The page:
The Soul of Creative Writing
From Chapter One, “The Music of Prose”:
“Stories do not give instruction, they do not explain how to love a companion or how to find God. They offer, instead, patterns of sound and association, of event and image."
—Barry Lopez, About This Life: Journeys on the Threshold of Memory
Language is sound by which we communicate. You could say it’s organized sound. Or patterned sound. Or sound charged with meaning. But it’s still sound. You listen to me speak, and you’re listening to sound. But it’s variable sound. It’s sound with—pauses. With emphasis. With, well, you know, a certain rhythm.
In writing, the kind of sound the writer makes on the page is crucial to our liking his or her prose, or not. When we read prose, we hear it. As Eudora Welty wrote in One Writer’s Beginnings, “Ever since I was first read to, then started reading to myself, there has never been a line read that I didn’t hear. As my eyes followed the sentence, a voice was saying it silently to me.” How prose writers are different is, among other things, the sound they make on the page. The sound of Raymond Carver on the page is very different than the sound Henry James makes. A sentence is far more than information.
In another way of speaking about this, Jean Cocteau said he knew Shakespeare was a great writer, even without knowing a single word of English. He could hear it in the sounds the words made.
At the highest level, the sound a writer makes on the page is music.
So you can say writing is music we can all read. Instead of clef notes, sharps and minors, full stops or half stops, and all the other symbols actual music employs, English has letters, syllables and words. It has many methods by which to control the sounds it produces. Some of these methods are subtle and require great practice to use them expertly, like playing an instrument well requires dedicated practice. What order the words are placed in the sentence can determine what kind of sound, or melody, emerges. However, that sentence will not stand alone and must be taken in context with others sentences, so its individual music may be sublimated to the larger melody of the paragraph. Punctuation is another determiner of what kind of sound the sentence makes and how it makes it. For example, I can. Make. You. Read. At. The. Pace. That. I. Want. You. To. Simply. By. This. Little. Dot.
In fact, the English language is an enormous musical instrument. It’s made up of words which are in turn made of syllables that are stressed or unstressed. So right there we have a basis for music—dissimilarity. It is this simple concept—stressed and unstressed syllables—that is at the heart of it all. The words, and stresses, are placed in combinations and orders that produce a kind of melody. Think of the famous opening to Beethoven’s Fifth Symphony: Dah dah dah dah. So much of the drama comes from the simple idea of the last note’s heavy stress. Despite what Molière had his bourgeois gentleman say, we actually speak quite often in poetry—in iambic pentameter, or blank verse. Or some version of stressed/unstressed syllabism. The music of prose has, in its own way, the variety, scope, shadings, colors, melodies and drama as music that is played on instruments.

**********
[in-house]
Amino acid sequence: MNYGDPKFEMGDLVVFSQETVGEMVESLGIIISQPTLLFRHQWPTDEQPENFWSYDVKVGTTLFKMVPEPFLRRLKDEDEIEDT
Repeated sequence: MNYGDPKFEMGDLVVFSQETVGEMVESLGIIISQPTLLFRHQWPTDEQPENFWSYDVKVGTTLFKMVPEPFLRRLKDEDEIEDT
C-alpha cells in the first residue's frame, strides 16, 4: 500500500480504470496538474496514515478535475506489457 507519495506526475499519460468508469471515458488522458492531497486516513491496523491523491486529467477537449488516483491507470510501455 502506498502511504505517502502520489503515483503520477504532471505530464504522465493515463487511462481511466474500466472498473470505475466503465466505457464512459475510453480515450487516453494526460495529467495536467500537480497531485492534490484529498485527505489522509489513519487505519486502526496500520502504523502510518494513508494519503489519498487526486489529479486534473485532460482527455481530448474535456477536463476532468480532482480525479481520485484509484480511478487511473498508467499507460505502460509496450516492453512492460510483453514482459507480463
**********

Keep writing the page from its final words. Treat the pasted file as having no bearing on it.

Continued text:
Why are we concerned with music in writing at all? Because we are musical. We are essentially musical, we humans. We are musical for the simple, profound reason that we have a heart. From the moment we’re born—no, actually, before we’re born—we have a steady, consistent, basic beat of our heart inside us: ba-bump ba-bump. Our blood surges and retreats, like a tide. So inside us we have an unstressed and stressed beat, the basis for music, a pulse. I believe that’s one reason why we respond to music and seek to create it. It comes naturally, by way of our own body.
The two main elements of prose are music and the meaning. It’s a little artificial to talk about the music of prose without talking about meaning, as well. It’s a bit like talking about the melody of a song without its lyrics. That’s really half a song. In reality, the prose writer’s task is to balance the two, and that balance may be equal or unequal, depending on the desired effect and on the relationship with other words and sentences. Sometimes music takes a back seat to meaning, sometimes meaning has to move over for music. That’s one reason why a good writer has to have a good ear.
Cleanth Brooks asked Robert Frost about music in writing and its origins:
“Would you say that even though the meter is based on the human pulse or some kind of basic rhythm in our natures…it’s something to be fought with, to be tussled with? It’s not directly expressive—ta-DA, ta-DA, ta-DA, ta-DA, ta-DA.”
Frost replied, “No, it’s doggerel when you do that. You see, and how you save it from doggerel is having enough dramatic meaning in it for the other thing to break the doggerel.”
Good prose is musical. Like actual music, it can be lyrical, tender and soft. It can be dissonant, harsh, blunt. It can be grand. It can be simple. It can be comic or tragic. It employs many of the same methods as actual music: rhythm, harmony, counterpoint and balance. It can produce sounds that, at the highest level, have a unique melody. Take the beginning to Charles Dickens’ A Tale of Two Cities, “It was the best of times, it was the worst of times.” Why is that sentence remembered by practically anyone who reads it? It’s not because of the content. It’s because of the music. Every fine writer produces a kind of music with his or her writing. It’s also called style. A great writer will almost have us humming the melody he or she makes on the page. Great writers are great composers.